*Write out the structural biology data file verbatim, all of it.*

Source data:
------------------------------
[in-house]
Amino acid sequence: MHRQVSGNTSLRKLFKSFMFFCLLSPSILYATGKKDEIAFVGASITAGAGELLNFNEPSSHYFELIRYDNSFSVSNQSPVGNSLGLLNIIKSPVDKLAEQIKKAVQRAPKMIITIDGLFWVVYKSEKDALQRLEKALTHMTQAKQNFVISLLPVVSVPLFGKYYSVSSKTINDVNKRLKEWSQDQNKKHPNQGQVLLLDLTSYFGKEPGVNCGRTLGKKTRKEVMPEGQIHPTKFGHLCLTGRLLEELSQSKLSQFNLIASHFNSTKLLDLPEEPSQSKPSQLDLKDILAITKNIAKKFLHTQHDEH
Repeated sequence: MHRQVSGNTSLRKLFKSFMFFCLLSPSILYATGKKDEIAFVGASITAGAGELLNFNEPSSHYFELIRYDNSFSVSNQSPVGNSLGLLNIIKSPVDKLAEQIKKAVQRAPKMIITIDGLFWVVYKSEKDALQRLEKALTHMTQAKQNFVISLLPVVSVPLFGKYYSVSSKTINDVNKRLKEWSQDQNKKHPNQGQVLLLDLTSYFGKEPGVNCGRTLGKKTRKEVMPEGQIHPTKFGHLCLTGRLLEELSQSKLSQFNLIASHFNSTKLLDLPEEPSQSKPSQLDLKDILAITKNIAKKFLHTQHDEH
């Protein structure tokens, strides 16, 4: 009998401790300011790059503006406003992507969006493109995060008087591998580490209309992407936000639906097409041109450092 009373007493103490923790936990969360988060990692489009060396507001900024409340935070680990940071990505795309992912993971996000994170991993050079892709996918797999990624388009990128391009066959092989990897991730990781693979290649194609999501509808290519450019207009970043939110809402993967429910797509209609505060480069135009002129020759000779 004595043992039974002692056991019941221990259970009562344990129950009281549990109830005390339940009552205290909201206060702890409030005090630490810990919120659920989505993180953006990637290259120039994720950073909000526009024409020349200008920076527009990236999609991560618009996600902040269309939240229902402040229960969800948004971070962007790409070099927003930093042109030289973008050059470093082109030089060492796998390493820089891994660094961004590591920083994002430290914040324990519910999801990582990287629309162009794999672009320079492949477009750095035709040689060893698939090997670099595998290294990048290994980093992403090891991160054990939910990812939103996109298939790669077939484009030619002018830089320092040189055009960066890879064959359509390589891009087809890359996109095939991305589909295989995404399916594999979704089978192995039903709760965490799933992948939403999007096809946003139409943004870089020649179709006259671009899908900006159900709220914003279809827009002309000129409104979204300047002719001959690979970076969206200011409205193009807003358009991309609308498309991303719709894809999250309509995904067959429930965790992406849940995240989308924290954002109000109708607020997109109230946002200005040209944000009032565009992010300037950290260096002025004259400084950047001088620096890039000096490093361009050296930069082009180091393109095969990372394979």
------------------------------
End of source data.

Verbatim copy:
[in-house]
Amino acid sequence: MHRQVSGNTSLRKLFKSFMFFCLLSPSILYATGKKDEIAFVGASITAGAGELLNFNEPSSHYFELIRYDNSFSVSNQSPVGNSLGLLNIIKSPVDKLAEQIKKAVQRAPKMIITIDGLFWVVYKSEKDALQRLEKALTHMTQAKQNFVISLLPVVSVPLFGKYYSVSSKTINDVNKRLKEWSQDQNKKHPNQGQVLLLDLTSYFGKEPGVNCGRTLGKKTRKEVMPEGQIHPTKFGHLCLTGRLLEELSQSKLSQFNLIASHFNSTKLLDLPEEPSQSKPSQLDLKDILAITKNIAKKFLHTQHDEH
Repeated sequence: MHRQVSGNTSLRKLFKSFMFFCLLSPSILYATGKKDEIAFVGASITAGAGELLNFNEPSSHYFELIRYDNSFSVSNQSPVGNSLGLLNIIKSPVDKLAEQIKKAVQRAPKMIITIDGLFWVVYKSEKDALQRLEKALTHMTQAKQNFVISLLPVVSVPLFGKYYSVSSKTINDVNKRLKEWSQDQNKKHPNQGQVLLLDLTSYFGKEPGVNCGRTLGKKTRKEVMPEGQIHPTKFGHLCLTGRLLEELSQSKLSQFNLIASHFNSTKLLDLPEEPSQSKPSQLDLKDILAITKNIAKKFLHTQHDEH
């Protein structure tokens, strides 16, 4: 009998401790300011790059503006406003992507969006493109995060008087591998580490209309992407936000639906097409041109450092 009373007493103490923790936990969360988060990692489009060396507001900024409340935070680990940071990505795309992912993971996000994170991993050079892709996918797999990624388009990128391009066959092989990897991730990781693979290649194609999501509808290519450019207009970043939110809402993967429910797509209609505060480069135009002129020759000779 004595043992039974002692056991019941221990259970009562344990129950009281549990109830005390339940009552205290909201206060702890409030005090630490810990919120659920989505993180953006990637290259120039994720950073909000526009024409020349200008920076527009990236999609991560618009996600902040269309939240229902402040229960969800948004971070962007790409070099927003930093042109030289973008050059470093082109030089060492796998390493820089891994660094961004590591920083994002430290914040324990519910999801990582990287629309162009794999672009320079492949477009750095035709040689060893698939090997670099595998290294990048290994980093992403090891991160054990939910990812939103996109298939790669077939484009030619002018830089320092040189055009960066890879064959359509390589891009087809890359996109095939991305589909295989995404399916594999979704089978192995039903709760965490799933992948939403999007096809946003139409943004870089020649179709006259671009899908900006159900709220914003279809827009002309000129409104979204300047002719001959690979970076969206200011409205193009807003358009991309609308498309991303719709894809999250309509995904067959429930965790992406849940995240989308924290954002109000109708607020997109109230946002200005040209944000009032565009992010300037950290260096002025004259400084950047001088620096890039000096490093361009050296930069082009180091393109095969990372394979």